Brazil’s Stocks Rise as Petrobras Gain Offsets Recovery Concern

  • State-controlled oil producer follows advance in crude prices
  • Ibovespa fell earlier as spending bill flop damped optimism

The Ibovespa rose for the first time this week as Petroleo Brasileiro SA followed crude-oil prices higher, drowning out concern that Brazil’s government will struggle get the support it needs to pass measures aimed at shoring up the budget and reigniting growth.

Petrobras, as the state-owned oil producer is known, was among the biggest contributors to the index’s advance as it accounts for about 9 percent of the benchmark’s weighting. Oil rose Wednesday as industry data showed that stockpile declines in the U.S. are paring excess supply.

An increase in prices improves the outlook for the battered Brazilian giant, which is selling assets and backpedaling on investment plans after oil prices plunged in the past two years. Petrobras lost 230 billion reais ($70.5 billion) in the 5 1/2 years of Dilma Rousseff’s presidency, during which time a corruption scandal entangled former executives, politicians and builders. The company’s stock has rebounded 9 percent since she was suspended in May as part of an impeachment process.

"There has been a lot of good news for Petrobras lately," Raphael Figueredo, an analyst at the brokerage Clear Corretora, said from Sao Paulo.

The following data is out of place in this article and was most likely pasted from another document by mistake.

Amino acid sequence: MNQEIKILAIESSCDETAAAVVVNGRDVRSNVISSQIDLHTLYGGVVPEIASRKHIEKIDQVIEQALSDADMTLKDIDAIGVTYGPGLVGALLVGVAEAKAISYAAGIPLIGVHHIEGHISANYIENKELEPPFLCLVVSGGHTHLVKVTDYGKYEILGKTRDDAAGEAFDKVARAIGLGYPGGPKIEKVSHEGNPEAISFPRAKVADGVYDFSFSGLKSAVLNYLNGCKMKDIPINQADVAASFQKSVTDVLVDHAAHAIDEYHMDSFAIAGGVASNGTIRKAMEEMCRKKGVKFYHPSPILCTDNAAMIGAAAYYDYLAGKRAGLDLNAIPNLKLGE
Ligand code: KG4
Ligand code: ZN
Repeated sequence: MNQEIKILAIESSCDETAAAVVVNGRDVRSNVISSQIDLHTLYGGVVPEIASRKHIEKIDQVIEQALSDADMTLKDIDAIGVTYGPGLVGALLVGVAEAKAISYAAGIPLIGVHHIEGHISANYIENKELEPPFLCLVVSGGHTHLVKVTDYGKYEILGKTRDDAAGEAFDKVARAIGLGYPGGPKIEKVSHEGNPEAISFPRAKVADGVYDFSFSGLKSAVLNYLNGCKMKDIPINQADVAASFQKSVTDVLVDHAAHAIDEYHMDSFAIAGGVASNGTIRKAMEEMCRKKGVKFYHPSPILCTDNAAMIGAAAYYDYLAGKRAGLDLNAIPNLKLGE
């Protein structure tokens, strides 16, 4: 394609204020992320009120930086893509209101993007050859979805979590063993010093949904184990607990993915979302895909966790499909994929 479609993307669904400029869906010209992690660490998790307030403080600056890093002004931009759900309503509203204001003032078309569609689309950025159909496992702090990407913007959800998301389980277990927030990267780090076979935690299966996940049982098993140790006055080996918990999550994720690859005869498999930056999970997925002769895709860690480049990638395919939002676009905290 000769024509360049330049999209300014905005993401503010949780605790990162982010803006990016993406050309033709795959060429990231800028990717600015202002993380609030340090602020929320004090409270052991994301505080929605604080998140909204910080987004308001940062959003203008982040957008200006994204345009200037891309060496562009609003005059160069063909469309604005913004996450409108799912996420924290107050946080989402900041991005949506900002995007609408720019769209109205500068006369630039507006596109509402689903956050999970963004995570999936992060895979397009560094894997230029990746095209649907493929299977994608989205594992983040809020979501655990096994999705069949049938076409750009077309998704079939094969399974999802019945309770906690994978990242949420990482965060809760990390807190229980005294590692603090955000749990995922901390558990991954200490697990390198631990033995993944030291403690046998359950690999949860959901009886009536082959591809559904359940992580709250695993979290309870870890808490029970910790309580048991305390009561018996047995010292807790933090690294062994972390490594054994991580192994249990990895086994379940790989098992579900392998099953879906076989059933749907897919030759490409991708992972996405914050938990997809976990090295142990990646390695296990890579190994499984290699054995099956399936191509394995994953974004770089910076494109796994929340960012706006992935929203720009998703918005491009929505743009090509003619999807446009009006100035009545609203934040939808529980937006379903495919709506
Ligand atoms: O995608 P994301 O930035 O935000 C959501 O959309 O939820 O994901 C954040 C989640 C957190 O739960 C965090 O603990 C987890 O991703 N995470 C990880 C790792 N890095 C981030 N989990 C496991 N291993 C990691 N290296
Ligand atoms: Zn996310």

The Ibovespa gained 1.6 percent to 57,076.91 at the close of trading in Sao Paulo as 42 of its 59 stocks gained. Petrobras climbed 4.8 percent, the most in two weeks.

The index had fallen as much as 0.7 percent earlier Wednesday as a congressional vote on state spending was delayed. After failing to achieve a quorum, the lower house postponed the vote on a bill that would have imposed spending restrictions on states in exchange for federal help with their debt.

The failure sends a negative message that Temer’s government may lack the political strength to impose tough measures, according to Adeodato Volpi Netto, the head of capital markets at Eleven Financial Research.

"It’s a mess in Congress, to say the least," he said from Sao Paulo. "The people who are expected to support a reform of the country’s finances are the ones who have pushed Brazil to the situation it is in now."

Brazilian stocks have rallied 30 percent this year on optimism that a more investor-friendly administration would restore confidence in the country’s economic management.

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